Evanston news delivered free to your inbox! 

The drama program at School District 65 has been expanded to include four additional grade levels, kindergarten through third grades. The program at the K-3 grade levels was eliminated in the spring of 2002, as part of a deficit reduction plan. With the resurrection of the program at those grades, drama will now be offered at all K-8 grade levels.

The District initially planned to expand drama this year to just the third grade.  As part of the contract negotiations with the District Educators Council (DEC, the teachers union), though, drama has been added to grades K-3, requiring the addition of 5.6 staff.

In kindergarten through fifth grade, students will receive 47 minutes of drama each week as part of the Fine Arts program that also includes art, music and library.

Betsy Quinn, drama department coordinator, said two Harvard University studies have concluded that students taking a drama course “showed significant gains in empathy scores,” and are “better able to tolerate ambiguity, explore new realms of possibility, express their own thoughts and feelings and understand the perspectives of others.”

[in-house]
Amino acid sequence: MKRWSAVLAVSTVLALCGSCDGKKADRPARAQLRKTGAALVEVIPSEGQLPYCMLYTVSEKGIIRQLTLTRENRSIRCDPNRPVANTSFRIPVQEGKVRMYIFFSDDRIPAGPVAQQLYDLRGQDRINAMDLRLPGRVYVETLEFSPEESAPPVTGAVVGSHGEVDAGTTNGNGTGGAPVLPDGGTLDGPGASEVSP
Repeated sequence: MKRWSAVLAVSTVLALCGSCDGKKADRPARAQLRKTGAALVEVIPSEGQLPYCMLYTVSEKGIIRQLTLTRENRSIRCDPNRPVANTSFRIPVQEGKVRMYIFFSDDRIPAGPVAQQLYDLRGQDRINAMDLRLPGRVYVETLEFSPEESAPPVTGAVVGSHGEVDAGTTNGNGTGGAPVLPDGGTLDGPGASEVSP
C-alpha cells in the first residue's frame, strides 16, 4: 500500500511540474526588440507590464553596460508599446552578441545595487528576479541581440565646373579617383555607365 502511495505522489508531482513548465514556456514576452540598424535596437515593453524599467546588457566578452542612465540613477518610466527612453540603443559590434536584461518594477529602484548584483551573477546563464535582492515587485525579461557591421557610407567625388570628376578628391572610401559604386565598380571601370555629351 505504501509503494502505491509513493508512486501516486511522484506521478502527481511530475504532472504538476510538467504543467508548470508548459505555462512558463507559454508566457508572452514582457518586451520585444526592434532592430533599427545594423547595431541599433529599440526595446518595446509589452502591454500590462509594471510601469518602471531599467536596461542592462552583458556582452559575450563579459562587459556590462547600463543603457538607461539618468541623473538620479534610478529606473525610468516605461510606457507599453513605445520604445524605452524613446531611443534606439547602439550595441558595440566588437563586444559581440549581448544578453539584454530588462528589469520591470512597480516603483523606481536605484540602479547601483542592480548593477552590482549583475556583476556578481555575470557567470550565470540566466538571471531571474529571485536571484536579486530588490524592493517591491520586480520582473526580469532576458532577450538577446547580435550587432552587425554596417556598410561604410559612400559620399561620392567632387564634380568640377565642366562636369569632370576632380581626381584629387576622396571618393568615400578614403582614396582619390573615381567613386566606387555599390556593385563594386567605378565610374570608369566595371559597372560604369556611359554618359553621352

In teaching drama at the K-5 levels, teachers use “story dramatization,” and “process drama.” A central tenet of the drama department is a recognition that “Creative Drama is both a theatrical art form and a powerful tool for developing effective communication skills, problem solving, collaboration, creativity, positive self-image, social awareness, empathy, values, understanding narrative and the art of theatre,” said Ms. Quinn in a memo provided to the Board.

School Board members were pleased with the addition of drama to the K-3 grade levels and were highly complimentary of the program.

Gloria Bond Clunie, an award-winning playwright and a drama teacher at Chute Middle School, said District 65’s drama program is “the longest thriving drama program in the United States.

Larry Gavin

Larry Gavin was a co-founder of the Evanston RoundTable in 1998 and assisted in its conversion to a non-profit in 2021. He has received many journalism awards for his articles on education, housing and...